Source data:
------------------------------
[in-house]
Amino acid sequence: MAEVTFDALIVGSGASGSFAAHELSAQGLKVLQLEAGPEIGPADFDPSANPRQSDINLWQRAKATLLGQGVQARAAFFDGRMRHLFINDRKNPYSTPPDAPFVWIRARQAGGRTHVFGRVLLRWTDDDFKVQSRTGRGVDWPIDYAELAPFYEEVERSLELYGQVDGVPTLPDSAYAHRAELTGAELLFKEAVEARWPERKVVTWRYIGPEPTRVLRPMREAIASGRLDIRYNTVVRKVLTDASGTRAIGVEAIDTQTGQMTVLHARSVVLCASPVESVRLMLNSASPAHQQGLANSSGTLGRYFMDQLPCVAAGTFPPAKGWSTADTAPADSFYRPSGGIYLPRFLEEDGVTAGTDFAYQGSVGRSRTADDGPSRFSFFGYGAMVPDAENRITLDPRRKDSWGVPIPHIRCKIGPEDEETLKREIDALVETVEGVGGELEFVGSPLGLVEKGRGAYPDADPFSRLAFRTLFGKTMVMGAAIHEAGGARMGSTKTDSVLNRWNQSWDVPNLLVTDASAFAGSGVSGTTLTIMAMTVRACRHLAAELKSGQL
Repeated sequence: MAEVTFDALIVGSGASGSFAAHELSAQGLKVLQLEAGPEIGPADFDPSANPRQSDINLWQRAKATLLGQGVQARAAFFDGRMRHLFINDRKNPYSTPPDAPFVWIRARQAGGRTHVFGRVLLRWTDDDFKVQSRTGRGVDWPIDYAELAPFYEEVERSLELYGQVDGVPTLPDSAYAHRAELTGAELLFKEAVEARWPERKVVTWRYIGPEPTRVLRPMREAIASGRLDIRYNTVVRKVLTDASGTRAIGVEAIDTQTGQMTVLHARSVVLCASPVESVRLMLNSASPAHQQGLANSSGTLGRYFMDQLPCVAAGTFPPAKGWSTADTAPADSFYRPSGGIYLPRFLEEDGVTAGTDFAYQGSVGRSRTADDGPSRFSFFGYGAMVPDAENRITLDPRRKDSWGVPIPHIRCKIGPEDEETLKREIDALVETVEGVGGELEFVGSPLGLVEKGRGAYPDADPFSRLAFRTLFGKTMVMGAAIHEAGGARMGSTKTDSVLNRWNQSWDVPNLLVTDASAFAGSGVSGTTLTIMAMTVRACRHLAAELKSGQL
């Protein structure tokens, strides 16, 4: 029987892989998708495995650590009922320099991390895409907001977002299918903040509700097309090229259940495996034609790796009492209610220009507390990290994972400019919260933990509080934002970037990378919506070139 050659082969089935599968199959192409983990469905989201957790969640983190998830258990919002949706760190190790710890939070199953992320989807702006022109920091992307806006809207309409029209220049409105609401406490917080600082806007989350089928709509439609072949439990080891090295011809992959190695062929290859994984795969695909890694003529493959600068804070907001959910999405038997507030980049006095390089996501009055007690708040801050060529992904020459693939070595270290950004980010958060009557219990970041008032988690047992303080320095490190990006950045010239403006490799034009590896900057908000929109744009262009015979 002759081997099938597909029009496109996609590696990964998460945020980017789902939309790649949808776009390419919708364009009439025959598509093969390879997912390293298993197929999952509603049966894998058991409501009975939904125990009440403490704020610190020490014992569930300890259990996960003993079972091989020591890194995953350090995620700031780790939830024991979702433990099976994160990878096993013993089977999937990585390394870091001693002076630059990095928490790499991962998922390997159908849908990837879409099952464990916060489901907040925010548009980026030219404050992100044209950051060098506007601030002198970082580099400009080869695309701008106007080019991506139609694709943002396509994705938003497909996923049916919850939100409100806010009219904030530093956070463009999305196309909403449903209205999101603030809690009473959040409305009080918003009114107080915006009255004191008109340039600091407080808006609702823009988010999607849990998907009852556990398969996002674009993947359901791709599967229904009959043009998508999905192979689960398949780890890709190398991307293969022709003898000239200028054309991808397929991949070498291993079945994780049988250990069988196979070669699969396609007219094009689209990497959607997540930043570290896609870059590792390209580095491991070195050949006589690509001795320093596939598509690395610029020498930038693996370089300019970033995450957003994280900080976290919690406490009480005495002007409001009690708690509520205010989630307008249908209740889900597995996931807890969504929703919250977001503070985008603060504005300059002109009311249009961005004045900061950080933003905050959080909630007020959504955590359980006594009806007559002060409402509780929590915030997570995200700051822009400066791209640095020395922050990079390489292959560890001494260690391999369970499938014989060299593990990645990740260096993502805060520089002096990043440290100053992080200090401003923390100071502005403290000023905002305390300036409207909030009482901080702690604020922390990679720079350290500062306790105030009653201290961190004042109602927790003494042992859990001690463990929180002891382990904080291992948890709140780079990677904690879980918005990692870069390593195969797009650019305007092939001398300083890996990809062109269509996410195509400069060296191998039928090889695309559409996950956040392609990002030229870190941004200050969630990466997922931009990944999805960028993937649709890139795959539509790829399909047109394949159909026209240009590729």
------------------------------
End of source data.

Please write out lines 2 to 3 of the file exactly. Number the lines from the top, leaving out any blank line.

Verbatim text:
Amino acid sequence: MAEVTFDALIVGSGASGSFAAHELSAQGLKVLQLEAGPEIGPADFDPSANPRQSDINLWQRAKATLLGQGVQARAAFFDGRMRHLFINDRKNPYSTPPDAPFVWIRARQAGGRTHVFGRVLLRWTDDDFKVQSRTGRGVDWPIDYAELAPFYEEVERSLELYGQVDGVPTLPDSAYAHRAELTGAELLFKEAVEARWPERKVVTWRYIGPEPTRVLRPMREAIASGRLDIRYNTVVRKVLTDASGTRAIGVEAIDTQTGQMTVLHARSVVLCASPVESVRLMLNSASPAHQQGLANSSGTLGRYFMDQLPCVAAGTFPPAKGWSTADTAPADSFYRPSGGIYLPRFLEEDGVTAGTDFAYQGSVGRSRTADDGPSRFSFFGYGAMVPDAENRITLDPRRKDSWGVPIPHIRCKIGPEDEETLKREIDALVETVEGVGGELEFVGSPLGLVEKGRGAYPDADPFSRLAFRTLFGKTMVMGAAIHEAGGARMGSTKTDSVLNRWNQSWDVPNLLVTDASAFAGSGVSGTTLTIMAMTVRACRHLAAELKSGQL
Repeated sequence: MAEVTFDALIVGSGASGSFAAHELSAQGLKVLQLEAGPEIGPADFDPSANPRQSDINLWQRAKATLLGQGVQARAAFFDGRMRHLFINDRKNPYSTPPDAPFVWIRARQAGGRTHVFGRVLLRWTDDDFKVQSRTGRGVDWPIDYAELAPFYEEVERSLELYGQVDGVPTLPDSAYAHRAELTGAELLFKEAVEARWPERKVVTWRYIGPEPTRVLRPMREAIASGRLDIRYNTVVRKVLTDASGTRAIGVEAIDTQTGQMTVLHARSVVLCASPVESVRLMLNSASPAHQQGLANSSGTLGRYFMDQLPCVAAGTFPPAKGWSTADTAPADSFYRPSGGIYLPRFLEEDGVTAGTDFAYQGSVGRSRTADDGPSRFSFFGYGAMVPDAENRITLDPRRKDSWGVPIPHIRCKIGPEDEETLKREIDALVETVEGVGGELEFVGSPLGLVEKGRGAYPDADPFSRLAFRTLFGKTMVMGAAIHEAGGARMGSTKTDSVLNRWNQSWDVPNLLVTDASAFAGSGVSGTTLTIMAMTVRACRHLAAELKSGQL